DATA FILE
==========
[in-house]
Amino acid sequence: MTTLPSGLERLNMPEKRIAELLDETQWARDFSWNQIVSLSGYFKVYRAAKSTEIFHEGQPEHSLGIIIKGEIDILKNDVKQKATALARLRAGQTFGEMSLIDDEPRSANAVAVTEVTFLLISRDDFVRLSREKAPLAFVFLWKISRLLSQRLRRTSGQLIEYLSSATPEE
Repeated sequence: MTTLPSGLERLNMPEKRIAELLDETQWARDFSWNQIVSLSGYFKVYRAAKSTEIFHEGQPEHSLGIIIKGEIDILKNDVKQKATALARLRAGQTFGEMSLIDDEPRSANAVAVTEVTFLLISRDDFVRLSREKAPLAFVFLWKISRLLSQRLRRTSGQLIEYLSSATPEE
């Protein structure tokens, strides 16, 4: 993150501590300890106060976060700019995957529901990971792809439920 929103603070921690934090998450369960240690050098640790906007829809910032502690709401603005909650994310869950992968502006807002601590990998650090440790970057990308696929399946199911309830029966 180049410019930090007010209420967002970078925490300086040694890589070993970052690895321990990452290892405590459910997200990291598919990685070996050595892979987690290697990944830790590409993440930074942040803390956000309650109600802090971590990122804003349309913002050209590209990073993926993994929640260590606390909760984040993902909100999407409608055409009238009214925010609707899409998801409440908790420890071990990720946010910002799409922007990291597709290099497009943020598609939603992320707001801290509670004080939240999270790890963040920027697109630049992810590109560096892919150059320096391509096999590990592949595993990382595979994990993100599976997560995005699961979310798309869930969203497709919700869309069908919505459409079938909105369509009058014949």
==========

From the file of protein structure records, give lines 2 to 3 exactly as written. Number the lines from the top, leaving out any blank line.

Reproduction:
Amino acid sequence: MTTLPSGLERLNMPEKRIAELLDETQWARDFSWNQIVSLSGYFKVYRAAKSTEIFHEGQPEHSLGIIIKGEIDILKNDVKQKATALARLRAGQTFGEMSLIDDEPRSANAVAVTEVTFLLISRDDFVRLSREKAPLAFVFLWKISRLLSQRLRRTSGQLIEYLSSATPEE
Repeated sequence: MTTLPSGLERLNMPEKRIAELLDETQWARDFSWNQIVSLSGYFKVYRAAKSTEIFHEGQPEHSLGIIIKGEIDILKNDVKQKATALARLRAGQTFGEMSLIDDEPRSANAVAVTEVTFLLISRDDFVRLSREKAPLAFVFLWKISRLLSQRLRRTSGQLIEYLSSATPEE